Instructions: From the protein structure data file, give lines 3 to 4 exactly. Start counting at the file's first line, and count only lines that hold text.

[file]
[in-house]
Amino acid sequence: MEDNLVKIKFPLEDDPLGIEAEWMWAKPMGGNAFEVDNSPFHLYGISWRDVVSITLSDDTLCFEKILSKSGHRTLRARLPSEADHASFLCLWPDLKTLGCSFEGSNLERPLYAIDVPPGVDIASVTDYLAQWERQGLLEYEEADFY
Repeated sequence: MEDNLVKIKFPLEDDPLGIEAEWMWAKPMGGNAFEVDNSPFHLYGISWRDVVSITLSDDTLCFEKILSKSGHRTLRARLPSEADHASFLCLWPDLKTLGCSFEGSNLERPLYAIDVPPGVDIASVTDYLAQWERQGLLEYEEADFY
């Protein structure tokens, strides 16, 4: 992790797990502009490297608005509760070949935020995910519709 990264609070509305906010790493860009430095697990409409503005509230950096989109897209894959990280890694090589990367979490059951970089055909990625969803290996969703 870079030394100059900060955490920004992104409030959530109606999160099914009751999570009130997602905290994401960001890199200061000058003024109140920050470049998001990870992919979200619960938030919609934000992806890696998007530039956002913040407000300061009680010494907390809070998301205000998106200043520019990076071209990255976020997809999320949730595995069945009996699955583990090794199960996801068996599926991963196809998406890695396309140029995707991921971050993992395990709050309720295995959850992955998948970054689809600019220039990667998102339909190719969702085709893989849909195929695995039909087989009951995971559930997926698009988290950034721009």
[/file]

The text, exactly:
Repeated sequence: MEDNLVKIKFPLEDDPLGIEAEWMWAKPMGGNAFEVDNSPFHLYGISWRDVVSITLSDDTLCFEKILSKSGHRTLRARLPSEADHASFLCLWPDLKTLGCSFEGSNLERPLYAIDVPPGVDIASVTDYLAQWERQGLLEYEEADFY
């Protein structure tokens, strides 16, 4: 992790797990502009490297608005509760070949935020995910519709 990264609070509305906010790493860009430095697990409409503005509230950096989109897209894959990280890694090589990367979490059951970089055909990625969803290996969703 870079030394100059900060955490920004992104409030959530109606999160099914009751999570009130997602905290994401960001890199200061000058003024109140920050470049998001990870992919979200619960938030919609934000992806890696998007530039956002913040407000300061009680010494907390809070998301205000998106200043520019990076071209990255976020997809999320949730595995069945009996699955583990090794199960996801068996599926991963196809998406890695396309140029995707991921971050993992395990709050309720295995959850992955998948970054689809600019220039990667998102339909190719969702085709893989849909195929695995039909087989009951995971559930997926698009988290950034721009």